Bhopal gas tragedy: City continues to bear the brunt of the 35-year-old accident

WION Web Team
Chandigarh, Chandigarh, IndiaUpdated: Dec 02, 2019, 12:38 PM IST
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File photo of victims of Bhopal gas disaster hold posters. Photograph:(Reuters)

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Bhopal gas tragedy is the world's deadliest industrial disaster.

Today marks 35 years since the Bhopal gas tragedy -- the world's deadliest industrial disaster.

The gas leak tragedy took place on the night of December 2–3, 1984. Thousands of people died in the disaster while several thousand were severely maimed.

A tragedy that claimed thousands of lives, continues to haunt India.

A tragedy for which there is no closure. On the intervening night of December 2 and 3 1984, over 40 tonnes of poisonous methyl isocyanate leaked from the storage tanks of the Bhopal based union carbide India limited.

As the cold twilight breeze picked up, about 42000 kilograms of the poisonous, life-threatening gas wafted through the city of Bhopal.

Within a few hours, 3000 lives were wiped off from the face of the earth.

The workers claimed to have cleared at least 15,000 bodies in the immediate aftermath.

And over 5,00,000 disabled in the heart of Madhya Pradesh.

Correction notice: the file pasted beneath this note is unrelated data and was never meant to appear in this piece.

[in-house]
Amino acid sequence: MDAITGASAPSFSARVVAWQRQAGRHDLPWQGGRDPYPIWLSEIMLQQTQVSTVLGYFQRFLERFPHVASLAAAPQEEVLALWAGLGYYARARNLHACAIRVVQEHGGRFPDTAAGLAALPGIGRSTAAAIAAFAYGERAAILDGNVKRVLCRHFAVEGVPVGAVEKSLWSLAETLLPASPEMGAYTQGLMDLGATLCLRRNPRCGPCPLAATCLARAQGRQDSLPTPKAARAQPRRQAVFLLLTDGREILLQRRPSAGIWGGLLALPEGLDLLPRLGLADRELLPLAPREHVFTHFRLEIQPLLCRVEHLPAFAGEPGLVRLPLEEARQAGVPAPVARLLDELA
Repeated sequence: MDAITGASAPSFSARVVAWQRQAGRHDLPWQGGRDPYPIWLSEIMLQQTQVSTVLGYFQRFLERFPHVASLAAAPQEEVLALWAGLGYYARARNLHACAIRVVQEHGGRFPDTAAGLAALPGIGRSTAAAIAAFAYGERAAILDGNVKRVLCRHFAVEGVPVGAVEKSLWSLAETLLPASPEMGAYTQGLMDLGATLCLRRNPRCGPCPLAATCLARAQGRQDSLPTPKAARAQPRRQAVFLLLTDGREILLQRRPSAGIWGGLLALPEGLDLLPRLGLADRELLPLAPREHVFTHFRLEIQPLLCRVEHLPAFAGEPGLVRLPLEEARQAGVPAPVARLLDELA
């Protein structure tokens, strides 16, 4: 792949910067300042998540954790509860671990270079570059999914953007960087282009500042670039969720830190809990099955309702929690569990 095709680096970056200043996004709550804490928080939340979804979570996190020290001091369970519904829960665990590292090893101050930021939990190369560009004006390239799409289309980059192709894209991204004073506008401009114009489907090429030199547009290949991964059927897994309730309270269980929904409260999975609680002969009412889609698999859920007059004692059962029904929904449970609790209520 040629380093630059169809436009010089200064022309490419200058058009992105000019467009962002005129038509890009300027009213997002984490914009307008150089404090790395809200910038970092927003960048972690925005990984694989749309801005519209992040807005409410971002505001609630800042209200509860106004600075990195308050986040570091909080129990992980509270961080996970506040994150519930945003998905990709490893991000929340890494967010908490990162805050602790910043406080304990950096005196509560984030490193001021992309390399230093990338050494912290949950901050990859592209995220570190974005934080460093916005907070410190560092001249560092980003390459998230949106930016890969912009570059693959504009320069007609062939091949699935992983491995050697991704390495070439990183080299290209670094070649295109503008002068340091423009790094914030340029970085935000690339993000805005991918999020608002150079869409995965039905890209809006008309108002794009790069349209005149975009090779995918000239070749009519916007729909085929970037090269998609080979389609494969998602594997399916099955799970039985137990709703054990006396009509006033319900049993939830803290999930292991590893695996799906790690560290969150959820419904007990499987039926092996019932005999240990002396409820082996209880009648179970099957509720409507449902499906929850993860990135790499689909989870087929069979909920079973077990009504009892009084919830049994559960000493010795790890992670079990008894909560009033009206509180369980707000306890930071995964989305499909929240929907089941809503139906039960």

Bhopal gas tragedy is the world's deadliest industrial disaster. It has been 35 years since half of the Bhopal population coughed and complained about their eyes and skin burning up, until they either met a quick death or lasted long enough to see their descendants suffer alongside.

While the big tragedy was the gas leak. The bigger one is what has unfolded in the years to come.

Protesters and activists continue to fight and demand that the state govt not only stop downplaying the tragedy.

But also give relief and rehabilitation to the victims and their families.

A study by Indian council of medical research shows congenital malformations in 9 per cent of the 1,048 newborns.

Union Carbide was charged with manslaughter. But,  escaped criminal liability forever. The truth remains that the city continues to bear the brunt of December 2, 1984. A sense of outrage continues to echo.